“We can take on whatever the requirements are from the customer and integrate that [into the laser marking system],” says Reeves. New features, technical enhancements, and unique accessories can make laser marking easy and highly efficient.
Safety is a number one priority, and when it comes to laser marking, there are several additional features that can help. Boyle says that generally, customers want to include a fume extractor. In many cases marking will remove the surface and creates microscopic dust, whether it be stainless steel or likewise, and if you are working with a variety of materials there can be a lot of fumes coming off. “It is good to have it extracted in a safe environment and filtered out before putting it into the general environment,” he says.
Another feature that customers are often inquiring about is design overlay. Manufacturers have found different ways to incorporate this into their systems. Rofin uses a vision system to present an image on the design screen, so the customer can see this in real time and can overlay the mark on objects where he wants on the part.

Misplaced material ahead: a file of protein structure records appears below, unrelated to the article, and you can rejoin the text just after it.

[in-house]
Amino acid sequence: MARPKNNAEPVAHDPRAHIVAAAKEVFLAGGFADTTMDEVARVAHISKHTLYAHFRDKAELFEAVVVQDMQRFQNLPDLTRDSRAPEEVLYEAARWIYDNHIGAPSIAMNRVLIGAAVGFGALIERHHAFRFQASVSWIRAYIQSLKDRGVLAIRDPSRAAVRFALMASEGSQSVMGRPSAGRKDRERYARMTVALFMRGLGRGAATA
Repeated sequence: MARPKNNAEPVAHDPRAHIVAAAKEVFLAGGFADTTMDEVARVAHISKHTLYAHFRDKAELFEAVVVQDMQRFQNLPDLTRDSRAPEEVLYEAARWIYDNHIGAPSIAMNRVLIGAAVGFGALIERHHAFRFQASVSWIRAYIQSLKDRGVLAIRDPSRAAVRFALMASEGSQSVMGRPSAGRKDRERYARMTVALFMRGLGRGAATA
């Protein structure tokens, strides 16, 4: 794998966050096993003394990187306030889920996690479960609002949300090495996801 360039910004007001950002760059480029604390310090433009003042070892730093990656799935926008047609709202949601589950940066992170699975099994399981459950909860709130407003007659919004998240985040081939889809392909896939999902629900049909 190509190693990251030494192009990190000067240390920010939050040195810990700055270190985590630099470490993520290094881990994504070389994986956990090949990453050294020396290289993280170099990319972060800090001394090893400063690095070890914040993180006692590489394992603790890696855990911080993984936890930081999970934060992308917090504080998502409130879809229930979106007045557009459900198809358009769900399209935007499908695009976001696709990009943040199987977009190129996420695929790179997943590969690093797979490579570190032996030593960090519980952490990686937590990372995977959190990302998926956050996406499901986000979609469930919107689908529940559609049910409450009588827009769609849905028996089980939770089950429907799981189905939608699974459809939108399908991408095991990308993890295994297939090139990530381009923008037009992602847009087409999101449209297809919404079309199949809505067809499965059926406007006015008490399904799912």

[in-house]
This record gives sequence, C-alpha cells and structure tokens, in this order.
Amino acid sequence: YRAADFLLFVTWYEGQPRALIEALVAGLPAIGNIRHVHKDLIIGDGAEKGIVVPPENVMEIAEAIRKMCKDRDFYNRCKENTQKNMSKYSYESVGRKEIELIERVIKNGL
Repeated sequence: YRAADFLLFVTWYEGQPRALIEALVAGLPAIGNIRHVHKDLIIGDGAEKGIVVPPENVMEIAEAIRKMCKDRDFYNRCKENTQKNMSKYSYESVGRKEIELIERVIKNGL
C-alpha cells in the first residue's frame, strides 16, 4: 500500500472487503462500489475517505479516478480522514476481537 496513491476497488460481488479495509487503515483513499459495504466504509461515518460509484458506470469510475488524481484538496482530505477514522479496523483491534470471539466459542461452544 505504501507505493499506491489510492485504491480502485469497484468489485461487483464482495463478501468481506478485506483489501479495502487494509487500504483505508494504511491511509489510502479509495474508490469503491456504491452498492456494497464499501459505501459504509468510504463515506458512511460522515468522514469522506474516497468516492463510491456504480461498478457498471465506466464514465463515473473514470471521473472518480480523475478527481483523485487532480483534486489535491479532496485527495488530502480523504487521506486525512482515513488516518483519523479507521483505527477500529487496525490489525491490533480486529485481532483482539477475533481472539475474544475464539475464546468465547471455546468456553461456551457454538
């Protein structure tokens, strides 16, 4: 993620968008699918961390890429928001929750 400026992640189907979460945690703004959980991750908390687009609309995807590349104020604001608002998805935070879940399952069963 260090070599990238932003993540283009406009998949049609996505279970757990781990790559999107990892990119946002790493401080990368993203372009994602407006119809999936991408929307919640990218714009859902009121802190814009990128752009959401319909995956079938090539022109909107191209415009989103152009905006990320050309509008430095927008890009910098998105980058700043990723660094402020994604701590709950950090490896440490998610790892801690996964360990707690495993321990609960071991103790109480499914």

TRUMPF uses a pilot laser to produce a simulated image of the marking in visible, safe red light. This makes it easy to position the workpiece in the marking area. Either way, the customer is able to see in real-time just how the mark is going to look on the part.
Quality is another concern. Adding a barcode reader, either handheld or integrated into a system, enables operators to verify their part mark. Boyle explains, “A 2D barcode reader is a standard accessory that [Amada Miyachi] offers. More infrequently, but still available as an accessory, is a barcode verifier, a barcode reader will verify that it’s there, a barcode verifier will tell you how good that mark is based on a couple of different standards like ISO and AIM.”